The police cruiser crawled past, slow and low, sinisterly somehow. He figured it was the connotation; perhaps in the far future, the “common” people would respond to the black and white with an instinctive recoil of cerebellum terror usually reserved for spiders, snakes, and other scrabbling things with fangs, spines, and lightning reflexes.
He was ambivalent towards the police, now that he had nothing to hide. Sure, they kept the peace, but were sometimes rough in their dealings of small matters. He never forgot the summer warmth of steel on his wrists, a tight and cruel gift for attempting to communicate with his hands. You can’t expect a deaf man to spotanteously engage in verbal dialogue after a childhood of skipping speech class.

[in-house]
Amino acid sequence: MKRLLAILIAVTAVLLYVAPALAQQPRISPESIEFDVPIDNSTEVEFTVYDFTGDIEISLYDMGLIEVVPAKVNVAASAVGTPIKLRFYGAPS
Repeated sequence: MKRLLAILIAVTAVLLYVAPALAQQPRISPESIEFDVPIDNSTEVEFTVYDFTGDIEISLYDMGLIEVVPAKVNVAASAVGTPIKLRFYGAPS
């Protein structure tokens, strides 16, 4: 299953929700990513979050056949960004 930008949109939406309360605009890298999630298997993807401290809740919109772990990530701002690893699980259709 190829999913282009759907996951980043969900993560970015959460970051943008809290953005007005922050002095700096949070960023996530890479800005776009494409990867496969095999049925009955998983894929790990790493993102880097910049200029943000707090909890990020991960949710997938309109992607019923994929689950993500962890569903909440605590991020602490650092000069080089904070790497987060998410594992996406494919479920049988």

Blatant bigotry wasn’t something he easily forgave. Such people were to be distrusted, their illusion of status denied. Position is just a mantle and a badge just another bauble to enthrall the public into submission. He couldn’t believe such flimsy foundations justified oppression.
As the cruiser dwindled into a pair of red smears in his rearview mirror, a strange relief, which he resented immensely, washed over him.